Thursday, June 22, 2006

Israeli TV condradicts Israeli military

From Democracy Now!:
[T]he Israeli network Channel Two is reporting new developments that bolster accusations the Israeli military was responsible for the recent Gaza beach bombing that killed eight people. Sources inside the Israeli hospital that treated some of the victims said they removed shrapnel used in Israeli shells, and not by Palestinian militants. The claims back the analysis of a Human Rights Watch military expert who investigated the scene of the bombing. The Israeli army maintains the blast was likely caused by bombs planted by Palestinian militants.

Update: From Knight Ridder via Common Dreams:
The Israeli military cleared itself of responsibility for the deaths, saying that whatever exploded on the beach June 9 wasn't an errant shell fired by Israeli soldiers during a barrage of the waterfront. Based on video clips from one of its ships, Israel concluded that the explosion came at least 10 minutes after the military had stopped shelling.

But medical logs, cell phone records and other evidence reviewed by Knight Ridder suggest that the explosion took place during the barrage and probably was due to an artillery round.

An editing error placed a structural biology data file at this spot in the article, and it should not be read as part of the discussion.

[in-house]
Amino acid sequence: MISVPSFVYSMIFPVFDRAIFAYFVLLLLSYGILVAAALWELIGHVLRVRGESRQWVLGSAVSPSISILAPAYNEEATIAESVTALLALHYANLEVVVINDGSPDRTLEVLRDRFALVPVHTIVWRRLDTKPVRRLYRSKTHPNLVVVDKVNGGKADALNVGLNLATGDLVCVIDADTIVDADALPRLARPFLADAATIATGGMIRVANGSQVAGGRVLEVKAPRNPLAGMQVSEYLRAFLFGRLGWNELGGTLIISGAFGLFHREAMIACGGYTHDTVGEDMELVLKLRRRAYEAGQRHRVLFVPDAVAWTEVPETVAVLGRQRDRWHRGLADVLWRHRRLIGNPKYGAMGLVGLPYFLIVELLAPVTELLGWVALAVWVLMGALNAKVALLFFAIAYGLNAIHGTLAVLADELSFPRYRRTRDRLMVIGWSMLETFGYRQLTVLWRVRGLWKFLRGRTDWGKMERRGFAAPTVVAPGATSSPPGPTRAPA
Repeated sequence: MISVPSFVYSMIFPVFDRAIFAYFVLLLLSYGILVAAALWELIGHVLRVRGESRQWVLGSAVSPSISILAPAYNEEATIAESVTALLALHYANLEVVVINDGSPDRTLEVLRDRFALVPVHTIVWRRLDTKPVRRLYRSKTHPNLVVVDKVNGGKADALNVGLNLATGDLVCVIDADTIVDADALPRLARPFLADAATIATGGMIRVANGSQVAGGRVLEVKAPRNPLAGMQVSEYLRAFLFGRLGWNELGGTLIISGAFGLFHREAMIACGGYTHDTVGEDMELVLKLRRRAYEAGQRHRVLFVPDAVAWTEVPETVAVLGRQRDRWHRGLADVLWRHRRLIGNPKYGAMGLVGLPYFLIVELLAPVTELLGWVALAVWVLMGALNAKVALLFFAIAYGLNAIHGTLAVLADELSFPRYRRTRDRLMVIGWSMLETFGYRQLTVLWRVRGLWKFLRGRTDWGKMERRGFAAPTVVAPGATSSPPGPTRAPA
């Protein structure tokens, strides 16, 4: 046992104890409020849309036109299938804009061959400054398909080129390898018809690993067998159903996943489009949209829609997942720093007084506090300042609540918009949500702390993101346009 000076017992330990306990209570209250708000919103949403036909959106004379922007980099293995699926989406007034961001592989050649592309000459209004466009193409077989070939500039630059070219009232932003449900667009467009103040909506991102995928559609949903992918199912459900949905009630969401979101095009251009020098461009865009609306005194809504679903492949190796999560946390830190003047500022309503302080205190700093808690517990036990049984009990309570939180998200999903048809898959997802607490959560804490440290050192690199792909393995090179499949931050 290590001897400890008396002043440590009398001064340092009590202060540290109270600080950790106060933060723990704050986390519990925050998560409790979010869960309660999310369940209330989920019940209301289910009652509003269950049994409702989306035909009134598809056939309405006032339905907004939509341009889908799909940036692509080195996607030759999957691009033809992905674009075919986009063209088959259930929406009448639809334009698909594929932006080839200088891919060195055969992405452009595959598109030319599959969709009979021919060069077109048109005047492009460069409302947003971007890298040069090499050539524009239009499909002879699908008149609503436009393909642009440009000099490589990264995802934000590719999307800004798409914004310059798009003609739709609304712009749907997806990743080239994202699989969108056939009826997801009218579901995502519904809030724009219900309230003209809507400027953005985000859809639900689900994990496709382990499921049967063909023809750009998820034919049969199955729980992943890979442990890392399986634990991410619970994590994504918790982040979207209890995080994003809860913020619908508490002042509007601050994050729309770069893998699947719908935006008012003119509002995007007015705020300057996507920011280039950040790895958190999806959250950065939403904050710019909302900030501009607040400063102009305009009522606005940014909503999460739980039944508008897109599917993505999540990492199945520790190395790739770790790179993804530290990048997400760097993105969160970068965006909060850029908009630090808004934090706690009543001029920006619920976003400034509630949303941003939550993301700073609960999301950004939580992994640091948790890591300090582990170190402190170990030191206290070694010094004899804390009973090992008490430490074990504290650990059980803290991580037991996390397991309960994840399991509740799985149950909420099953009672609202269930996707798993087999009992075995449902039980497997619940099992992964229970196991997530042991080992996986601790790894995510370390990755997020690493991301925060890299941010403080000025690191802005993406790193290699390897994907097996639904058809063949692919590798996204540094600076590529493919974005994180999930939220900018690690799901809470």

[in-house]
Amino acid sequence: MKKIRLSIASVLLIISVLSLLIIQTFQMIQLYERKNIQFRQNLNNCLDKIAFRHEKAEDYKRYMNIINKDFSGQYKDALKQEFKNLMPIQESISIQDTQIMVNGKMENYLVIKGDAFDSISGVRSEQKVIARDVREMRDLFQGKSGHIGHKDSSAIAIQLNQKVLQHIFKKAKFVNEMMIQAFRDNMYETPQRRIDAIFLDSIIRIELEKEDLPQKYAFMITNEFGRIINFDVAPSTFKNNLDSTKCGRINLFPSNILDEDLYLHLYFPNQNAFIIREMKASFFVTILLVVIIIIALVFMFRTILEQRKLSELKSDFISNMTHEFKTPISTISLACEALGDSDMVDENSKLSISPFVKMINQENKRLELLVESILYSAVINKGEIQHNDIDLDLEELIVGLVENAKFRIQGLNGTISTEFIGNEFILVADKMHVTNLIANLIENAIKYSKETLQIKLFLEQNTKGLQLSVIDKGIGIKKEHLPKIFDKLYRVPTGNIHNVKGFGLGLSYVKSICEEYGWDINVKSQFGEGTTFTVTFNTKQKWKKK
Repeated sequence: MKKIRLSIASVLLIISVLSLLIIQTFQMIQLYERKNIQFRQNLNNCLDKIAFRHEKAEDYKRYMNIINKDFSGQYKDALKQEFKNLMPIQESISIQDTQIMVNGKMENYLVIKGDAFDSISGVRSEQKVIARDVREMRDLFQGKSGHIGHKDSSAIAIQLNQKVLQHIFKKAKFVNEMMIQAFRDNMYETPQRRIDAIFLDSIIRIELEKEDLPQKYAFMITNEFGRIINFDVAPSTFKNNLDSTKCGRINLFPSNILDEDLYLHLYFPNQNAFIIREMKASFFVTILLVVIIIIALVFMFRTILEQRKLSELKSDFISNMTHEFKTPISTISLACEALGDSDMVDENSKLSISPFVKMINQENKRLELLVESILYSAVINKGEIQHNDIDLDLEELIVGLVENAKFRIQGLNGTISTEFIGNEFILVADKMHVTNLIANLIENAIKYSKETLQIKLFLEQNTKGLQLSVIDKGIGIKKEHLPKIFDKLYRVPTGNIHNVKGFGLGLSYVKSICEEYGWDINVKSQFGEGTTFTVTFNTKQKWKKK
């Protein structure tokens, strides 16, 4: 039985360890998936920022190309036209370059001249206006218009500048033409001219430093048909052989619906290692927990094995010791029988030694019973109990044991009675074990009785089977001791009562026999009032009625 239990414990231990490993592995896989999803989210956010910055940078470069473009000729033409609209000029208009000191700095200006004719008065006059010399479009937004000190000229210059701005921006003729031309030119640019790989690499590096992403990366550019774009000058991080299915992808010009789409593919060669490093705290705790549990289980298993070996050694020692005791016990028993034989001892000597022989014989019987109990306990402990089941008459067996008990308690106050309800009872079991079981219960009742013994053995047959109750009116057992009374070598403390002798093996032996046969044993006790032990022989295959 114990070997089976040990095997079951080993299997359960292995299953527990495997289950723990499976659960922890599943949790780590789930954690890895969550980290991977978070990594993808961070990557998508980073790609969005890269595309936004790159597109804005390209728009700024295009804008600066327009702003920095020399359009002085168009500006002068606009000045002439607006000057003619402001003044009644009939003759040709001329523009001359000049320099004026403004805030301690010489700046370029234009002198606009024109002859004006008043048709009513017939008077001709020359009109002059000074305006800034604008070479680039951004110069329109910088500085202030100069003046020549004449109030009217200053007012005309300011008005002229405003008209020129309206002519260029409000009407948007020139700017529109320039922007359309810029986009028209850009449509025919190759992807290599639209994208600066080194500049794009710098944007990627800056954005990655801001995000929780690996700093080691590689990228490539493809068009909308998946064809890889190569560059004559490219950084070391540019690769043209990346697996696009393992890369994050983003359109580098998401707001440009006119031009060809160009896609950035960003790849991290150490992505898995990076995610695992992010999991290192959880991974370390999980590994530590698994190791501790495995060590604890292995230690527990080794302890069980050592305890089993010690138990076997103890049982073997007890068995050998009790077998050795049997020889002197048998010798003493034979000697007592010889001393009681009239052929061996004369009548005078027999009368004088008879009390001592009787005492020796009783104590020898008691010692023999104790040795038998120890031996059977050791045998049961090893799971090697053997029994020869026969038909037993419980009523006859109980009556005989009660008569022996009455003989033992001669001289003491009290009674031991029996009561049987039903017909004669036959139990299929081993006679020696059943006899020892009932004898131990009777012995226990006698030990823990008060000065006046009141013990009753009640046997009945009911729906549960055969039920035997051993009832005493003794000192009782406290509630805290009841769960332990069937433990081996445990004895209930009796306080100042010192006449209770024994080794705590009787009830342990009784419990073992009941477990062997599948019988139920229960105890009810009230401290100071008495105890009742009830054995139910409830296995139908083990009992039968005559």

According to phone records and ambulance logs, the first emergency call for help at the beach came at 4:40 p.m., while the shelling was going on and about 20 minutes before Israel contends the blast hit the Palestinians.

Defense analysts and human rights advocates say a large piece of shrapnel that a Palestinian family says hit their son that afternoon came from the same type of artillery shells that Israel uses, though Israel disputes that.

Doubts about the military investigation have sparked calls from human rights groups and the Palestinian Authority for an independent examination, something Israeli Prime Minister Ehud Olmert has suggested is unnecessary.


Human Rights Watch offered to provide the Israeli military with shrapnel it pulled from a car that had been hit by the blast, but investigators refused, Garlasco said.

"An investigation that refuses to look at contradictory evidence can hardly be considered credible," he said. "The IDF's partisan approach highlights the need for an independent, international investigation."


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